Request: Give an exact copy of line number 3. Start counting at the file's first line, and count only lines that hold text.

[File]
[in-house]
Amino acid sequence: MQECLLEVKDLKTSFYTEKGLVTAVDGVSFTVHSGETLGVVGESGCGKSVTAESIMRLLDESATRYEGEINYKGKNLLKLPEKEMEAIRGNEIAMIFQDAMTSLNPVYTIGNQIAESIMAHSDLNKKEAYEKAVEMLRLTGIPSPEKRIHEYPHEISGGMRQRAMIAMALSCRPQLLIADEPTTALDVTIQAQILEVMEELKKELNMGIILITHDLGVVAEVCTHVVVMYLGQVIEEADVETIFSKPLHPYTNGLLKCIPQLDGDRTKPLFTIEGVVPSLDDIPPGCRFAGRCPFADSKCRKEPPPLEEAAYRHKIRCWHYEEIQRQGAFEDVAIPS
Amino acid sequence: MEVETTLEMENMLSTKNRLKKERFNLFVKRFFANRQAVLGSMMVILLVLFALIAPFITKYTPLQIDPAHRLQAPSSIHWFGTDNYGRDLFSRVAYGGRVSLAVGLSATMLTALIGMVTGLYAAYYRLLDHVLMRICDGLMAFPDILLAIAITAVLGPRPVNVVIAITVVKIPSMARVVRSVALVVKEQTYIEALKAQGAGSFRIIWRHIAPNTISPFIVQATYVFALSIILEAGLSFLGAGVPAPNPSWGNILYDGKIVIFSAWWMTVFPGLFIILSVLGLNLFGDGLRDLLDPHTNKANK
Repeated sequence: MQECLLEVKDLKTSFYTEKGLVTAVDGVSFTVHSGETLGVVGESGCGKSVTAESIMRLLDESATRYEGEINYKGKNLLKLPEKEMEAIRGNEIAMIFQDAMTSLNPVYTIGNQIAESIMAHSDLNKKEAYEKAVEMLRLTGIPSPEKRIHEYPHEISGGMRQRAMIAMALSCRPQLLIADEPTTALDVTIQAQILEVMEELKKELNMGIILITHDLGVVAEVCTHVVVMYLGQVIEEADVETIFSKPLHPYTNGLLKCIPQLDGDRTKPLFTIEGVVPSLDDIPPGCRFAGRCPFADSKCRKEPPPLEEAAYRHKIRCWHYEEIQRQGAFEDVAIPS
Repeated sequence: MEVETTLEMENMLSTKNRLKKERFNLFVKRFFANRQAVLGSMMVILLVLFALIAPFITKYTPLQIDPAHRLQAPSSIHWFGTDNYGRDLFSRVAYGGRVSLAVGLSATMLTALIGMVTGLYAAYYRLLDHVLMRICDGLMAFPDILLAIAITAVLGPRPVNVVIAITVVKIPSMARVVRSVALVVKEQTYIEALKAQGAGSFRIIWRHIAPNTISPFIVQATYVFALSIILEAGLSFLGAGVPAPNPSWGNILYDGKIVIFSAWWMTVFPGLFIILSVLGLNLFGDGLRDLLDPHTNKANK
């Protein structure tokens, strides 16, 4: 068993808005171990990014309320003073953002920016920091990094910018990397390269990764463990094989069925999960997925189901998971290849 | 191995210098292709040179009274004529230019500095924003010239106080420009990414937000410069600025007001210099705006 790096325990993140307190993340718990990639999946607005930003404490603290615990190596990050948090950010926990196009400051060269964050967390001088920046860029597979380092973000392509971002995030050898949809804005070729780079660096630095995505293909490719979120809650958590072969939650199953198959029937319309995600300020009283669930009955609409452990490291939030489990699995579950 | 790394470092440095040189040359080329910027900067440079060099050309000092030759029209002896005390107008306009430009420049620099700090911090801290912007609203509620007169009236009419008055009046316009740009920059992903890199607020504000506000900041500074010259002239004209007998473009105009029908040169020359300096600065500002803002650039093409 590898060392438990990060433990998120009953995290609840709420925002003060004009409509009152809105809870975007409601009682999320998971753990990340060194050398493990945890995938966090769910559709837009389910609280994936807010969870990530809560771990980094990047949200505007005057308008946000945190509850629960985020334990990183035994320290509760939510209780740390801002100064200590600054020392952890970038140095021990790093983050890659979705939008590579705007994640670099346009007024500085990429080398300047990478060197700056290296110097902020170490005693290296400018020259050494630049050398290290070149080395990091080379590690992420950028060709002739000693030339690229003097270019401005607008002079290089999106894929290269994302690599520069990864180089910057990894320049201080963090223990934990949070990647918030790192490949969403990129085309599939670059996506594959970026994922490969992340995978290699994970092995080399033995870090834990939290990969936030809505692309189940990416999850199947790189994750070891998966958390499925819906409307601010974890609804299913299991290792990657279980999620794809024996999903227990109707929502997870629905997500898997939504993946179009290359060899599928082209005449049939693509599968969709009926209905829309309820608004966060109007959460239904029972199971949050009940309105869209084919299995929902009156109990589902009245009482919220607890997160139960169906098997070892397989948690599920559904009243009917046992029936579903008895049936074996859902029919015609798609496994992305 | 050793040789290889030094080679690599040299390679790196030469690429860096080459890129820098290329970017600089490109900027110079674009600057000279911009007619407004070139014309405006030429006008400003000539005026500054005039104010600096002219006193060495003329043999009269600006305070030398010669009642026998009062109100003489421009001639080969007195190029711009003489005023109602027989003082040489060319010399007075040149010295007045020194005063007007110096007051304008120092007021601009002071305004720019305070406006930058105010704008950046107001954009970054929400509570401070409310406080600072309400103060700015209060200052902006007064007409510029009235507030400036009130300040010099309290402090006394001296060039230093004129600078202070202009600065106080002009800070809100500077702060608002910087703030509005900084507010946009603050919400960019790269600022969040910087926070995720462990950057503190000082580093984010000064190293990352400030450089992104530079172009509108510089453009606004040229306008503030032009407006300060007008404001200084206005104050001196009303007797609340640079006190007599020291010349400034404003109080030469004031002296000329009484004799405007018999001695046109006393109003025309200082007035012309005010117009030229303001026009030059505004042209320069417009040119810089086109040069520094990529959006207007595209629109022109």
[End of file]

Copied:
Amino acid sequence: MEVETTLEMENMLSTKNRLKKERFNLFVKRFFANRQAVLGSMMVILLVLFALIAPFITKYTPLQIDPAHRLQAPSSIHWFGTDNYGRDLFSRVAYGGRVSLAVGLSATMLTALIGMVTGLYAAYYRLLDHVLMRICDGLMAFPDILLAIAITAVLGPRPVNVVIAITVVKIPSMARVVRSVALVVKEQTYIEALKAQGAGSFRIIWRHIAPNTISPFIVQATYVFALSIILEAGLSFLGAGVPAPNPSWGNILYDGKIVIFSAWWMTVFPGLFIILSVLGLNLFGDGLRDLLDPHTNKANK